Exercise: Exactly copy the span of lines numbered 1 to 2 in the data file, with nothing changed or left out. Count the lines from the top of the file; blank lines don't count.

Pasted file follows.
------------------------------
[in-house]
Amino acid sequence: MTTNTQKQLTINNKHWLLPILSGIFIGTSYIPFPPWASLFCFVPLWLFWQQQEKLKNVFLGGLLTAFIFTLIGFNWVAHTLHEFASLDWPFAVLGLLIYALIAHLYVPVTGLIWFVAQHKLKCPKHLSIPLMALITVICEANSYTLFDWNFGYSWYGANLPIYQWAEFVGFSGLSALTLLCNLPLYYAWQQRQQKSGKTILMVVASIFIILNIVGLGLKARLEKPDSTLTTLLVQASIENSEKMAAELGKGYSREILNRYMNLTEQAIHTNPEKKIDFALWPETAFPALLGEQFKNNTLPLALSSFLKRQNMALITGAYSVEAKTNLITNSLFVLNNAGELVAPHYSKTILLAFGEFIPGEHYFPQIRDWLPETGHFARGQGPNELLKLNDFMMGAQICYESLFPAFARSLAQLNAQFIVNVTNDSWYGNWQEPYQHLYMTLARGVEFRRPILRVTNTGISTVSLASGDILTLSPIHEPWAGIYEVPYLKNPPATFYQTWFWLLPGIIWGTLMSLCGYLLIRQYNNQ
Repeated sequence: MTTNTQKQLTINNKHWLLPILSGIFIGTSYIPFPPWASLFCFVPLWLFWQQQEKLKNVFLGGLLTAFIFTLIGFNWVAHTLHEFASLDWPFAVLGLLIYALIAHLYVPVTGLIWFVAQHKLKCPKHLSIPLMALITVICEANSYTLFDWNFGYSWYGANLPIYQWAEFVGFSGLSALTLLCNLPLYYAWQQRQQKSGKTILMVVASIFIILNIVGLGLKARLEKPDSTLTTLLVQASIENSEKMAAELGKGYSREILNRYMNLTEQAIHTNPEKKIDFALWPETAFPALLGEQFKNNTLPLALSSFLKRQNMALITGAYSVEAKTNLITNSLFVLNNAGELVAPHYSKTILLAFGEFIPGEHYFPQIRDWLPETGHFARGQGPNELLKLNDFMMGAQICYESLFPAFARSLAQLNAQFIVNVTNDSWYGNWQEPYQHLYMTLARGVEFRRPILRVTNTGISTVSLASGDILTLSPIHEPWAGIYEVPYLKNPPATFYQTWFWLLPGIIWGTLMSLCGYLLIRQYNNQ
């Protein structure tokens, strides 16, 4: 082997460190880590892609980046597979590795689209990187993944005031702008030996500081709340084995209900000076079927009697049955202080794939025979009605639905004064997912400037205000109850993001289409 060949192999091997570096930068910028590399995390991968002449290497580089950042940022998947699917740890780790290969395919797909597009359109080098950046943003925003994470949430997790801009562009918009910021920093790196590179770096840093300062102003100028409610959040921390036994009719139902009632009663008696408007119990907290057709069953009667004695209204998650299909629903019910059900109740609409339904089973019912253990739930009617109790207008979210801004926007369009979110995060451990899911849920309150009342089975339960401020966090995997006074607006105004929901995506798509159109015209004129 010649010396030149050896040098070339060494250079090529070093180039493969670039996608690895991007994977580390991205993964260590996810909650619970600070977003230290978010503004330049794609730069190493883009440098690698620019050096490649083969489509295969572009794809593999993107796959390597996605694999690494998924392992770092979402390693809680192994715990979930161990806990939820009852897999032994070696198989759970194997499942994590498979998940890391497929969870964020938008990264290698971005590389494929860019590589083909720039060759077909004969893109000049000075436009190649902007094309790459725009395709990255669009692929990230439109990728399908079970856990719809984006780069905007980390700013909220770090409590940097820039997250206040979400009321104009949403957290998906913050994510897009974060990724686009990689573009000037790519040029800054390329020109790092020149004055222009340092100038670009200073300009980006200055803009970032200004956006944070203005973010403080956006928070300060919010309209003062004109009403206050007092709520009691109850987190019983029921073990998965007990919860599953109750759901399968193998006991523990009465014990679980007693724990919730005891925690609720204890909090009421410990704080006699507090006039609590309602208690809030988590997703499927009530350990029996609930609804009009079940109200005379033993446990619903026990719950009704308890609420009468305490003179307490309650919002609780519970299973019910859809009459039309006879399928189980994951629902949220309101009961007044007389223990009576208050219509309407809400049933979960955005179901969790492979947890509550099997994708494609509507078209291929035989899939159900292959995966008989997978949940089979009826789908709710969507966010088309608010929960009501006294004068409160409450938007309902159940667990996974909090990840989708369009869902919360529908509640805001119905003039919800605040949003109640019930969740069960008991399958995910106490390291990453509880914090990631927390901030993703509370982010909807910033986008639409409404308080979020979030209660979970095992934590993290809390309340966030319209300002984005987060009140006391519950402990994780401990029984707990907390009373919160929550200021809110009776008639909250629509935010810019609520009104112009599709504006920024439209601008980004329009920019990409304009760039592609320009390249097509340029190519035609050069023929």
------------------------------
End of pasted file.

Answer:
[in-house]
Amino acid sequence: MTTNTQKQLTINNKHWLLPILSGIFIGTSYIPFPPWASLFCFVPLWLFWQQQEKLKNVFLGGLLTAFIFTLIGFNWVAHTLHEFASLDWPFAVLGLLIYALIAHLYVPVTGLIWFVAQHKLKCPKHLSIPLMALITVICEANSYTLFDWNFGYSWYGANLPIYQWAEFVGFSGLSALTLLCNLPLYYAWQQRQQKSGKTILMVVASIFIILNIVGLGLKARLEKPDSTLTTLLVQASIENSEKMAAELGKGYSREILNRYMNLTEQAIHTNPEKKIDFALWPETAFPALLGEQFKNNTLPLALSSFLKRQNMALITGAYSVEAKTNLITNSLFVLNNAGELVAPHYSKTILLAFGEFIPGEHYFPQIRDWLPETGHFARGQGPNELLKLNDFMMGAQICYESLFPAFARSLAQLNAQFIVNVTNDSWYGNWQEPYQHLYMTLARGVEFRRPILRVTNTGISTVSLASGDILTLSPIHEPWAGIYEVPYLKNPPATFYQTWFWLLPGIIWGTLMSLCGYLLIRQYNNQ